Gould frequently qualified his vantage over the course of his life: his composition was ineluctably nostalgic, shaped by southern biases, and so on. This modesty is itself a token of mandatory modernity, mediated by professional politesse. But the work largely concerns the composer’s own difficulty before intransigent material. “It’s not da gold, it’s de finding da gold,” one speaker quotes in order to affirm his own designs upon the landscape, and the phatic article before the questing verb suggests a more salient problem of definition: “I think the North is process,” the ruminant continues, without specifying the (innocent or sordid) processes in which one’s fantasy may be enrolled. “North is multiple, shifting, elastic,” Sherrill Grace writes in her book, Canada and the Idea of North (2007), suggesting that Canadians can change their ideas of this destination, in spite, or because, of their unseemly and persistent attachment to myriad partial representations. (17)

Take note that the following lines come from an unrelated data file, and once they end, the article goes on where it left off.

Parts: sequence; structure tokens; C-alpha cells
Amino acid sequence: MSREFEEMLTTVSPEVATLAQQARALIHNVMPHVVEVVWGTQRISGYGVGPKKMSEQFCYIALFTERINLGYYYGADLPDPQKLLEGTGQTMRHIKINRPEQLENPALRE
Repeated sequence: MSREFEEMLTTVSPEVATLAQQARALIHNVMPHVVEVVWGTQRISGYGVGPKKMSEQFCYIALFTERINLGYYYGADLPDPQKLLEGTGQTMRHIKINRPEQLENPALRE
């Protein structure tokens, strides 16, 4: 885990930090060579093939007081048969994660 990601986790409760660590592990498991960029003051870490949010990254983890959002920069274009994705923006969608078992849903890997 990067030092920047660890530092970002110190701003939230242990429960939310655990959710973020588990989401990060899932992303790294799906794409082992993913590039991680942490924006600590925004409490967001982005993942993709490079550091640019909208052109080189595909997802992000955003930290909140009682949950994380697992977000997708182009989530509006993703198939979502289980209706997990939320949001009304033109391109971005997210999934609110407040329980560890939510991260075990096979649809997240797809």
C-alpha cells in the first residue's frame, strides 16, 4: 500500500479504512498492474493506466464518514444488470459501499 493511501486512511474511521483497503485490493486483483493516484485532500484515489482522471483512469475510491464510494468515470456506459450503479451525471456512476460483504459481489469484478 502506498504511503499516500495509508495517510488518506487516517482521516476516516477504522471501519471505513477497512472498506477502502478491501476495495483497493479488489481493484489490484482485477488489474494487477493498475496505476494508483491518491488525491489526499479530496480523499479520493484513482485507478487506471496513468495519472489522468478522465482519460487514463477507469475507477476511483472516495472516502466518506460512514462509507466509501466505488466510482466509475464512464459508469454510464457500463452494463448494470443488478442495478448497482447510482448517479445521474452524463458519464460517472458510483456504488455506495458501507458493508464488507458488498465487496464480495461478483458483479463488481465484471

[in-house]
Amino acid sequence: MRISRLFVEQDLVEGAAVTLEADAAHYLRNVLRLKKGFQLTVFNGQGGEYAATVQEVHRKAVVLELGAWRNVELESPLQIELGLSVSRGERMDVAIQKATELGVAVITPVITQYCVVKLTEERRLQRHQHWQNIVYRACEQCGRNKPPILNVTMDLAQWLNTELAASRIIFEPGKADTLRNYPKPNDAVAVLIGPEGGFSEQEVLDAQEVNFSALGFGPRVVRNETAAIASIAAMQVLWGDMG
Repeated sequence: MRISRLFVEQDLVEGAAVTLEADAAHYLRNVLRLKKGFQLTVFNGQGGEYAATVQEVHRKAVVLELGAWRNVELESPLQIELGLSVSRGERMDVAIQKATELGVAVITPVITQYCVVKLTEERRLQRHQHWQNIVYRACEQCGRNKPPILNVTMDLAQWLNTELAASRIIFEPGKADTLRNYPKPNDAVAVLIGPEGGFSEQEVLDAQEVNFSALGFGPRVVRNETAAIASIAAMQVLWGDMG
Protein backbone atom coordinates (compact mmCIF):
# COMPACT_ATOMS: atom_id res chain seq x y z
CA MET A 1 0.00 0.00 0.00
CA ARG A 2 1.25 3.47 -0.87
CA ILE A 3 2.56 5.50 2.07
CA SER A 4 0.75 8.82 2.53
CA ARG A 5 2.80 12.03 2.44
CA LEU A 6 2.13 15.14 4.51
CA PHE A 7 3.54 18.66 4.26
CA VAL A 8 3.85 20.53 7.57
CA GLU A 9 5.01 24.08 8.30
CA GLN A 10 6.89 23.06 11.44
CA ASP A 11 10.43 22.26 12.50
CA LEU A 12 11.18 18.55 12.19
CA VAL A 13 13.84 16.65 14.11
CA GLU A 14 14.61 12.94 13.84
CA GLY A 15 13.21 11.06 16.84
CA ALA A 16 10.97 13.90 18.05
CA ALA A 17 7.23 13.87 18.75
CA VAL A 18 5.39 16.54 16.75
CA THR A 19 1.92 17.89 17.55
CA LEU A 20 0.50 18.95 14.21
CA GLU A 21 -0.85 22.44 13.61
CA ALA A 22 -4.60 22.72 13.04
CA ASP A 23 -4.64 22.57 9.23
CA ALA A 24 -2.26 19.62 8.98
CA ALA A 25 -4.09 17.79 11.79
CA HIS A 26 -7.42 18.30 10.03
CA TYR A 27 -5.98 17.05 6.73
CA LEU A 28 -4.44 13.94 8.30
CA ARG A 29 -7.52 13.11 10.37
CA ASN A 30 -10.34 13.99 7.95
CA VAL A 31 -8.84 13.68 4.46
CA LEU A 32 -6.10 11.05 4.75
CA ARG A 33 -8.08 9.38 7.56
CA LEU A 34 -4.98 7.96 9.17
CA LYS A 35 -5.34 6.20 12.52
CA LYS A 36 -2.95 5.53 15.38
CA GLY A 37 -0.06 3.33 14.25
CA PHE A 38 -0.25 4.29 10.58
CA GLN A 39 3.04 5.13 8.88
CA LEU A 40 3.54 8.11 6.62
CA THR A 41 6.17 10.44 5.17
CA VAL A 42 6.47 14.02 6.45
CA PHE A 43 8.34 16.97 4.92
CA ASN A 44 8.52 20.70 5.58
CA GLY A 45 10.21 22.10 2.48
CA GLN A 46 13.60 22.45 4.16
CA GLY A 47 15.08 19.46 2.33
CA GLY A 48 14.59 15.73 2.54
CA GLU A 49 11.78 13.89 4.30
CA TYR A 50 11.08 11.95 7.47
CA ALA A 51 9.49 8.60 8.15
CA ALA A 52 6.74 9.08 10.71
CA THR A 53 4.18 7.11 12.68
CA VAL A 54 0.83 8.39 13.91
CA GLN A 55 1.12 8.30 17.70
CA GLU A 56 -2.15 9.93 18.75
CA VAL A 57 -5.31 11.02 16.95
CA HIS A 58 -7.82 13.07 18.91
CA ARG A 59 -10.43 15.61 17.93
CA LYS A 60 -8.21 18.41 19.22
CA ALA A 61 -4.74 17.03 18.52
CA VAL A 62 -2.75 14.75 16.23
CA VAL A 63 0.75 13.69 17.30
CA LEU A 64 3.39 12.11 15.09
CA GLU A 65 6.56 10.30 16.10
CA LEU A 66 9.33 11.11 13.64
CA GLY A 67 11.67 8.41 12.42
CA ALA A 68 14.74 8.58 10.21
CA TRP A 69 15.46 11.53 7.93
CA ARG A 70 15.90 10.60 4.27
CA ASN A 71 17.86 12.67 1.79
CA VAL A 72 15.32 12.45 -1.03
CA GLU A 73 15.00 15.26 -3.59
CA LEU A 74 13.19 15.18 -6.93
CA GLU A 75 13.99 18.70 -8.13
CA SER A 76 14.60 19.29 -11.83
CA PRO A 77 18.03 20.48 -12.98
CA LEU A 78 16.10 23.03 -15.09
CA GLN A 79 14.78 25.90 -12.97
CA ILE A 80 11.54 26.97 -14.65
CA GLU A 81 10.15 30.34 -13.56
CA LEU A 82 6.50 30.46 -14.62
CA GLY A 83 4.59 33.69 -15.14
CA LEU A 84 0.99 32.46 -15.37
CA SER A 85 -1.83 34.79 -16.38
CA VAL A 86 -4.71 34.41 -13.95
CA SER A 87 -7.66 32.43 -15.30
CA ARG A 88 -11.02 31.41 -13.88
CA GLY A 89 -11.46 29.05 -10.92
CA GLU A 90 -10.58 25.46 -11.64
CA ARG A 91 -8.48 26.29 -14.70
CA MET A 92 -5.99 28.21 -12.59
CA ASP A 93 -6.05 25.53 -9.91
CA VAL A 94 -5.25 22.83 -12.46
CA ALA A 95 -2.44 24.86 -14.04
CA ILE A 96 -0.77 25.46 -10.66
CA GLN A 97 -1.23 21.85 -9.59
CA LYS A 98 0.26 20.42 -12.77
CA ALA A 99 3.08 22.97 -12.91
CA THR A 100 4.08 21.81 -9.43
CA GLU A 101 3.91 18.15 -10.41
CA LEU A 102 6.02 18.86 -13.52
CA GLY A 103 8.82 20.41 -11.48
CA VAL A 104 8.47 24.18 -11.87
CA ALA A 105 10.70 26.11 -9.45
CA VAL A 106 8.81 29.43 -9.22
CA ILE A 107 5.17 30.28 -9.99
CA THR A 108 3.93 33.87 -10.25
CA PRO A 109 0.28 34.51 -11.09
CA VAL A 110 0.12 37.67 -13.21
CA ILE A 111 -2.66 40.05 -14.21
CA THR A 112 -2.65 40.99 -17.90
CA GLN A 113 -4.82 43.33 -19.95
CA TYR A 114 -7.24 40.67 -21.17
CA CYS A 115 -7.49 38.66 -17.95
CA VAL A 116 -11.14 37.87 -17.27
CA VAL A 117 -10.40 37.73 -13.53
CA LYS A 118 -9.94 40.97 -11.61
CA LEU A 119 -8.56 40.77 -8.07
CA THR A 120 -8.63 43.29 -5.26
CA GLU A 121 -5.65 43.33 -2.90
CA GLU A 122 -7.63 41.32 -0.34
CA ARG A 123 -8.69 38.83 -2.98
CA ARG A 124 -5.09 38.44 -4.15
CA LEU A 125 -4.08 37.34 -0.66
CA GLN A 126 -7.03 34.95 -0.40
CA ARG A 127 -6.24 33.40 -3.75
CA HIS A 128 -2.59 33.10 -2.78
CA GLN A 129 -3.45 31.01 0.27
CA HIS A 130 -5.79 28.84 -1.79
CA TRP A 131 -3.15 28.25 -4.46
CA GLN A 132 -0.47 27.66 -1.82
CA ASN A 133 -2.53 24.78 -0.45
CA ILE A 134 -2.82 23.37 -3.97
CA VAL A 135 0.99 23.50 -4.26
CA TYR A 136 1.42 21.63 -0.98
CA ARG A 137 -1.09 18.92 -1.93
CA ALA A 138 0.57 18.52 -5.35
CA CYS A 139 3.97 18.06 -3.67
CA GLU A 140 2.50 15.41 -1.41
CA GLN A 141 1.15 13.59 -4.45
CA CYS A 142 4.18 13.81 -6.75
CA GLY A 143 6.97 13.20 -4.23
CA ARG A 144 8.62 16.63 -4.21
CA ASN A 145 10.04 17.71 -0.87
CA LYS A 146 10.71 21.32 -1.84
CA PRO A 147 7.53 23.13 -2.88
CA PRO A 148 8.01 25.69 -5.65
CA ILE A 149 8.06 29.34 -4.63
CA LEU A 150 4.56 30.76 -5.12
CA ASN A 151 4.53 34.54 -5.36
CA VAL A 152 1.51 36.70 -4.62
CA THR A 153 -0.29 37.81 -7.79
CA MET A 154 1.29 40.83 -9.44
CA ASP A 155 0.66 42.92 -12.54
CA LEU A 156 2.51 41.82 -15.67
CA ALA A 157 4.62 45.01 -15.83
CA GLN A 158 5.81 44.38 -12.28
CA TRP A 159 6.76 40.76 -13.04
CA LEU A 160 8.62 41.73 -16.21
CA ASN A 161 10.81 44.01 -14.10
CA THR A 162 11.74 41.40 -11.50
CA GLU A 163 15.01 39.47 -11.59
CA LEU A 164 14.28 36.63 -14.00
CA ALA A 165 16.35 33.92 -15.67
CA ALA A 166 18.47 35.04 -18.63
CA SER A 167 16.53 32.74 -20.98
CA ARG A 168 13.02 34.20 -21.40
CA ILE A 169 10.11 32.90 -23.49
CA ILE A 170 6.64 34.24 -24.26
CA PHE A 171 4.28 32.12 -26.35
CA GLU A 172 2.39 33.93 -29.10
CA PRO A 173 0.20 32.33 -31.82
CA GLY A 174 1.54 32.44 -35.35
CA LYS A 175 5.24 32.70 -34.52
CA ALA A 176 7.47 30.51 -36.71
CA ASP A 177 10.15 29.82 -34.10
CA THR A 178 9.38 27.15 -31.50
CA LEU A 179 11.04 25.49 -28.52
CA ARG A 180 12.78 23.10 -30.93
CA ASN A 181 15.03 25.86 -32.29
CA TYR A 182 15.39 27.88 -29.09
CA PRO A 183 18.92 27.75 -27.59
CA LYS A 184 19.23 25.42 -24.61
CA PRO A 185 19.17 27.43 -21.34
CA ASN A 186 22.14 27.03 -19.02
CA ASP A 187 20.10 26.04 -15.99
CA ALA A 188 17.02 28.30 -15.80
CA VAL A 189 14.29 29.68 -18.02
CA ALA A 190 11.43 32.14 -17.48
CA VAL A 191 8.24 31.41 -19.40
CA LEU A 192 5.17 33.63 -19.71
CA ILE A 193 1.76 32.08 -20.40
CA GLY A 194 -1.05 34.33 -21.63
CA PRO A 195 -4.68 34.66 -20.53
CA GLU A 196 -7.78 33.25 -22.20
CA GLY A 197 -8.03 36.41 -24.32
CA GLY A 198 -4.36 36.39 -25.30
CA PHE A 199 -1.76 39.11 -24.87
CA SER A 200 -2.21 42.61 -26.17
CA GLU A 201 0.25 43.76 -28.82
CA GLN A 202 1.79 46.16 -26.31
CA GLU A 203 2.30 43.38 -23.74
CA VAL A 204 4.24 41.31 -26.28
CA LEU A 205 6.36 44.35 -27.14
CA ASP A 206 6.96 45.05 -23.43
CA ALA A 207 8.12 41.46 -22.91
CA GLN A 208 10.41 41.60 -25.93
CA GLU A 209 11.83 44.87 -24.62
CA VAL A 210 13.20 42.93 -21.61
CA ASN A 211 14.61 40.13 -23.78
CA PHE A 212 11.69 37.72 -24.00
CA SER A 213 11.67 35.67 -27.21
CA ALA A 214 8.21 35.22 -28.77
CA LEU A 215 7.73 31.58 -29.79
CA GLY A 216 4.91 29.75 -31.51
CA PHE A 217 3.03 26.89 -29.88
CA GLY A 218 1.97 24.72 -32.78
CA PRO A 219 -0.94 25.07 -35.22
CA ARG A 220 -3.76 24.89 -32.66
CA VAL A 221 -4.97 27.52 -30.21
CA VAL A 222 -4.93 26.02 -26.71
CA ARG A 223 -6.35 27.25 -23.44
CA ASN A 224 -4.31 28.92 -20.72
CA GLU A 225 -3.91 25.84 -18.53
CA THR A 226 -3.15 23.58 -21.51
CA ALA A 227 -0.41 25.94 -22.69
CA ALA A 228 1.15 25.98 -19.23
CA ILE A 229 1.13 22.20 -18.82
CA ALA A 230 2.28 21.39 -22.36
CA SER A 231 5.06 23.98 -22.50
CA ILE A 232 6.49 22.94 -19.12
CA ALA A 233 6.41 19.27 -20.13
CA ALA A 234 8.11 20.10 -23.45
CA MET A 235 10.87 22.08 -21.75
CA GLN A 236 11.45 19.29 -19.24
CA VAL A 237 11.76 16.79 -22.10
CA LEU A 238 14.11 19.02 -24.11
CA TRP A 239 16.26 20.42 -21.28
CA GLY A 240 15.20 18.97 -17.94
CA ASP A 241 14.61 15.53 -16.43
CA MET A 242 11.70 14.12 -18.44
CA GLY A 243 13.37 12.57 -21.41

In 1967, however, Gould’s panel reproduces a paternalistic depiction of the territories and their denizens. “Considering a place romantic means that one doesn’t know too much about it,” our first speaker opines, professing helplessness before communities she had intended to rescue. At this telling point in the collaged “discussion,” which evades a certain burden of representation by evacuating the narrative center, a pointed racism crests, albeit in a version intended to ambiguate pernicious stereotypes by distributing them across so many unreliable voices. But the denominator of this chorus is all too Canadian. However multiple, the voices that were selected to depict a democratic and multi-perspectival clamor did not have the least moral difficulty ruling upon the communities that they encountered in pursuit of their own obscure desires.